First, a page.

Author Biography

Sabin Ninglekhu is a postdoctoral fellow at Nanyang Technological University, Singapore. He holds a PhD in Human Geography from the University of Toronto. His dissertation research interrogates the right to the city and everyday life as analytical categories with recourse to an account of extreme marginality among Kathmandu’s landless communities. Using social justice as a critical lens, Ninglekhu’s postdoctoral research investigates the everyday politics of post-earthquake rebuilding in Kathmandu. Drawing on ethnographic research, Ninglekhu combines postcolonial urbanism and critical urban planning to document the ‘invisible’ and subversive terrains of urban politics in cities in the global South.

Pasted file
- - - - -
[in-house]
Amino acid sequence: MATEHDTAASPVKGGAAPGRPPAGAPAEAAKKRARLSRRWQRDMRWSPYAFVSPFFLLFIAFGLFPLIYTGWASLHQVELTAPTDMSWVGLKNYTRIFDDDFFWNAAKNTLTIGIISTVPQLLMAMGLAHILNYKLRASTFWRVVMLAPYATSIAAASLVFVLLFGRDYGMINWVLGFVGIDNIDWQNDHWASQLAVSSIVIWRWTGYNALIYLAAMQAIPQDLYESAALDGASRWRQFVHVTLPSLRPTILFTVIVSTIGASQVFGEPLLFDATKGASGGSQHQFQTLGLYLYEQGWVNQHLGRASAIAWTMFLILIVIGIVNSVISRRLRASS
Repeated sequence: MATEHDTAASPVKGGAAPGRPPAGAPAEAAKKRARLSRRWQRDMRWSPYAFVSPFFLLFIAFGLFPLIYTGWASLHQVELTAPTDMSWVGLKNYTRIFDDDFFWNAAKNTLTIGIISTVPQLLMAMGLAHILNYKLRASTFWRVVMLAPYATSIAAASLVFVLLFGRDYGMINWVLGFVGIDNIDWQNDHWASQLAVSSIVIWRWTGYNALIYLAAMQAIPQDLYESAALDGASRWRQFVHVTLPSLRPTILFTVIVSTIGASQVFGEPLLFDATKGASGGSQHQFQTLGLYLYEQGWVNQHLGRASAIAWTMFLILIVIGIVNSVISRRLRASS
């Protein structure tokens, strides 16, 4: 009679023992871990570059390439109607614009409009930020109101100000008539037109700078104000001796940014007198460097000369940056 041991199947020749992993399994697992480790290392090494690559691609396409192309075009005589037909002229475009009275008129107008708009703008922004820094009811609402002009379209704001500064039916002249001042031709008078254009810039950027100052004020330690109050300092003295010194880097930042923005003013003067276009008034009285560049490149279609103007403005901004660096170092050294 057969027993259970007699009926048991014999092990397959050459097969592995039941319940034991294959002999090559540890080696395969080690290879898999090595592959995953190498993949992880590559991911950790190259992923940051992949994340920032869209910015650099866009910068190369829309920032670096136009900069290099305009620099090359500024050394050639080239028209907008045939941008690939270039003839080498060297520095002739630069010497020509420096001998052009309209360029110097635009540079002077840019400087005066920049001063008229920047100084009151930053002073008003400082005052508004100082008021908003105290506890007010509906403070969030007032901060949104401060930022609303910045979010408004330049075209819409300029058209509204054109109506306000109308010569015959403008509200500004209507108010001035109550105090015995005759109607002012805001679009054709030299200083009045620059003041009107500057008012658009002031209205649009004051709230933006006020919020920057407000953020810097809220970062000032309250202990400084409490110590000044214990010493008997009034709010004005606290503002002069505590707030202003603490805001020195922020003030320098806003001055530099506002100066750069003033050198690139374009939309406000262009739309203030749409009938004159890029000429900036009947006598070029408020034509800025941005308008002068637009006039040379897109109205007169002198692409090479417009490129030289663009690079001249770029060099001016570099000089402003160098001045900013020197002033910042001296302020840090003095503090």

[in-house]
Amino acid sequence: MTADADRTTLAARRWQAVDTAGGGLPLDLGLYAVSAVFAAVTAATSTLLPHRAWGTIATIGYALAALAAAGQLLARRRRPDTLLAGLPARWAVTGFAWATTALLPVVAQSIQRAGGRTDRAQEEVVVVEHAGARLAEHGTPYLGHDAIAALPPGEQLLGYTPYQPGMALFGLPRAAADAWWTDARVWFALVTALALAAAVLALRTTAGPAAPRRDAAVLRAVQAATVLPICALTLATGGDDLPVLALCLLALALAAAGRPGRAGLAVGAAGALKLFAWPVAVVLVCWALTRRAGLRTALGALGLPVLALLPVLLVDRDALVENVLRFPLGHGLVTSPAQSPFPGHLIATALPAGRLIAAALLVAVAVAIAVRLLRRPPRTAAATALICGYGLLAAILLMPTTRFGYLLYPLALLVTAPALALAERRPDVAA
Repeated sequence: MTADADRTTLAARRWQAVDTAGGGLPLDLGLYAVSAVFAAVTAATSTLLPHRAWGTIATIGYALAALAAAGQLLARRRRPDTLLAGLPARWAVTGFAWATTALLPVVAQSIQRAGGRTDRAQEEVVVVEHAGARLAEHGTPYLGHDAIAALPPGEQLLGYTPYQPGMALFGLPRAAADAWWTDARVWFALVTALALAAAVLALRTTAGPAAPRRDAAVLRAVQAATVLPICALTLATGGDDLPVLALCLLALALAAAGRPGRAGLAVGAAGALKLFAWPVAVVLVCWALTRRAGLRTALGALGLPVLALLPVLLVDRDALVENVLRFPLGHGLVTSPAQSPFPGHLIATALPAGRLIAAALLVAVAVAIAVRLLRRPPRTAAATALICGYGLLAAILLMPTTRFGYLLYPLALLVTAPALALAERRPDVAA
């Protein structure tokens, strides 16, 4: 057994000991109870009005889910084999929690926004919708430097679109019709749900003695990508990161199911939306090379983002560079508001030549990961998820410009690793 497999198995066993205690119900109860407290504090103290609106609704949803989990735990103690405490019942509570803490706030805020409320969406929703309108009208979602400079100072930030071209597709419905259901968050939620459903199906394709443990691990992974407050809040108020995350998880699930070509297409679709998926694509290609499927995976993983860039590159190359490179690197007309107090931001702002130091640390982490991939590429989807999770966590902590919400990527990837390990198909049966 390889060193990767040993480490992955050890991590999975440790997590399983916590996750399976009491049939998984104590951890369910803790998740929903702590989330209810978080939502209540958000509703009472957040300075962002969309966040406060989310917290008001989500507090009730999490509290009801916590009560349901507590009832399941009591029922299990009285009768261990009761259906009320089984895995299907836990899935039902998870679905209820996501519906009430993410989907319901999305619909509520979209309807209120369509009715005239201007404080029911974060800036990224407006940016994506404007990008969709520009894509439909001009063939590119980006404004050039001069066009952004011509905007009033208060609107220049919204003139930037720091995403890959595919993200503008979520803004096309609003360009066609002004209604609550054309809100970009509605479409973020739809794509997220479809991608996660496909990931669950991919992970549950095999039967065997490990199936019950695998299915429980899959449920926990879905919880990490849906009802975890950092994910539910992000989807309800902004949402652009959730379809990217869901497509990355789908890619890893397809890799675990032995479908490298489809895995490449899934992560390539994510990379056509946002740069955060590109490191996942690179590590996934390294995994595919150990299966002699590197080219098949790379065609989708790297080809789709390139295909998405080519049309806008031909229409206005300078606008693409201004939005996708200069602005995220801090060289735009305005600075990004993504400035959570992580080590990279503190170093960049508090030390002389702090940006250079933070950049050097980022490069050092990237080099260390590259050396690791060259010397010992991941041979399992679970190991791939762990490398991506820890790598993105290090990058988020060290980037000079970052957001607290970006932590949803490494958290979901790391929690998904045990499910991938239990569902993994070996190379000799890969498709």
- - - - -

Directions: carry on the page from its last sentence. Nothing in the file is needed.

This article discusses how claims of the urban poor for the right to the city come up against governmental programs seeking to secure norms of private property, environmental sustainability, and elite aesthetics. Here, the city in question is Kathmandu, Nepal, and the urban poor are referred to as sukumbasi, squatters. Baviskar (2011) defines ‘elite politics’ as a mode of expressing anxieties of the self in relation to one’s physical surroundings. I interpret a liberal environmentalist project— the Bagmati Action Plan—in terms of such an elite politics, and explore the ways in which this river restoration program was taken up by the Nepali state. I show how bourgeois liberal environmentalism, when it encounters ‘the slum,’ produces spatial imaginaries, such as ‘pure rivers’ and ‘green riverbanks,’ and representations of sukumbasi as ‘inauthentic’ residents. This logic often furnishes the rationale for violently expelling sukumbasi from the slum and the city. Adopting the state’s governmental frames to distinguish between ‘authentic’ and ‘inauthentic’ sukumbasi, the Bagmati Action Plan’s leadership produced class cleavage among the landless—between squatters, who were alleged to be ‘landed’ and those given a ‘landless’ designation. As such, this article asks two questions: How does the threat of violence forge sukumbasi political subjectivity and inform renewed strategies of inhabitance? And, what implications these strategies have for understanding the challenges facing the politics of the poor? These inquiries locate the practices of the poor within the context of a ‘politics of urgency’— an ad hoc creative and counterintuitive ‘non-movement’ forged in the crucible of crisis, in which the organized practice of everyday life is disrupted and stretched in new and uncertain directions.

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